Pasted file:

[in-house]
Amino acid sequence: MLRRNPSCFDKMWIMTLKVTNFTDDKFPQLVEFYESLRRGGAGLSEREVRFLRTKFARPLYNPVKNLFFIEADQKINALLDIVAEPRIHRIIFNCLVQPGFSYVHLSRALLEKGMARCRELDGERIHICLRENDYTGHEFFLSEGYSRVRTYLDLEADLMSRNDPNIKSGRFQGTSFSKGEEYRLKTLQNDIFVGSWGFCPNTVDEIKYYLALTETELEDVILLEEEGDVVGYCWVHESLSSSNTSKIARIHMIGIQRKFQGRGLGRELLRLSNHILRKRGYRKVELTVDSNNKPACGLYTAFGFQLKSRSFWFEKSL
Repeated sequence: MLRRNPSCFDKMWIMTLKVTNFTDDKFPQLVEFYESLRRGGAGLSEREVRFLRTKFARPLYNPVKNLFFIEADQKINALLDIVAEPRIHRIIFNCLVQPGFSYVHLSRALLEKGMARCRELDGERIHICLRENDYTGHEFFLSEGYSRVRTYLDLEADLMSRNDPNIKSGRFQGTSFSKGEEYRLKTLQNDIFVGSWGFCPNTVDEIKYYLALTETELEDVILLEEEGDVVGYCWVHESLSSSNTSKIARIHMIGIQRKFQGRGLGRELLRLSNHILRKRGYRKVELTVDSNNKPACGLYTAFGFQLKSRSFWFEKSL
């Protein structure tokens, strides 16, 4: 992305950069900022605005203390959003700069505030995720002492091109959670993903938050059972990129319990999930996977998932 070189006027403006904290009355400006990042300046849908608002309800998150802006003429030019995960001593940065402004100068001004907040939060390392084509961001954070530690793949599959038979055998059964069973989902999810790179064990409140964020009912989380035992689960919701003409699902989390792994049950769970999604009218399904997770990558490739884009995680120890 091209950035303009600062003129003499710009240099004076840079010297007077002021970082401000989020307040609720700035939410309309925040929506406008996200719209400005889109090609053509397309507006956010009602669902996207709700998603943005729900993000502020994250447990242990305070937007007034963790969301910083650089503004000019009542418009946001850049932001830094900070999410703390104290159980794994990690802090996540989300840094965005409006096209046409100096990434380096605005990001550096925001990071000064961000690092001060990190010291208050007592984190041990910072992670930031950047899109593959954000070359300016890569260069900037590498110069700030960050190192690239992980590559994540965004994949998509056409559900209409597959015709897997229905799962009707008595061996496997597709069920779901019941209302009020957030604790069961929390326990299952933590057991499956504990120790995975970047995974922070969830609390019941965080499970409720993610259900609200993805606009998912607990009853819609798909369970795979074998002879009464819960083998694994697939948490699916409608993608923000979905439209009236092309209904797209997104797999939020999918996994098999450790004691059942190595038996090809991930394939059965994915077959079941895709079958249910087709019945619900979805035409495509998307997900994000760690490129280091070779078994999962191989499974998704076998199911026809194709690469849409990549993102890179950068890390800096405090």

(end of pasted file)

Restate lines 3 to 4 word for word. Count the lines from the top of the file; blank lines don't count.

Repeated sequence: MLRRNPSCFDKMWIMTLKVTNFTDDKFPQLVEFYESLRRGGAGLSEREVRFLRTKFARPLYNPVKNLFFIEADQKINALLDIVAEPRIHRIIFNCLVQPGFSYVHLSRALLEKGMARCRELDGERIHICLRENDYTGHEFFLSEGYSRVRTYLDLEADLMSRNDPNIKSGRFQGTSFSKGEEYRLKTLQNDIFVGSWGFCPNTVDEIKYYLALTETELEDVILLEEEGDVVGYCWVHESLSSSNTSKIARIHMIGIQRKFQGRGLGRELLRLSNHILRKRGYRKVELTVDSNNKPACGLYTAFGFQLKSRSFWFEKSL
């Protein structure tokens, strides 16, 4: 992305950069900022605005203390959003700069505030995720002492091109959670993903938050059972990129319990999930996977998932 070189006027403006904290009355400006990042300046849908608002309800998150802006003429030019995960001593940065402004100068001004907040939060390392084509961001954070530690793949599959038979055998059964069973989902999810790179064990409140964020009912989380035992689960919701003409699902989390792994049950769970999604009218399904997770990558490739884009995680120890 091209950035303009600062003129003499710009240099004076840079010297007077002021970082401000989020307040609720700035939410309309925040929506406008996200719209400005889109090609053509397309507006956010009602669902996207709700998603943005729900993000502020994250447990242990305070937007007034963790969301910083650089503004000019009542418009946001850049932001830094900070999410703390104290159980794994990690802090996540989300840094965005409006096209046409100096990434380096605005990001550096925001990071000064961000690092001060990190010291208050007592984190041990910072992670930031950047899109593959954000070359300016890569260069900037590498110069700030960050190192690239992980590559994540965004994949998509056409559900209409597959015709897997229905799962009707008595061996496997597709069920779901019941209302009020957030604790069961929390326990299952933590057991499956504990120790995975970047995974922070969830609390019941965080499970409720993610259900609200993805606009998912607990009853819609798909369970795979074998002879009464819960083998694994697939948490699916409608993608923000979905439209009236092309209904797209997104797999939020999918996994098999450790004691059942190595038996090809991930394939059965994915077959079941895709079958249910087709019945619900979805035409495509998307997900994000760690490129280091070779078994999962191989499974998704076998199911026809194709690469849409990549993102890179950068890390800096405090």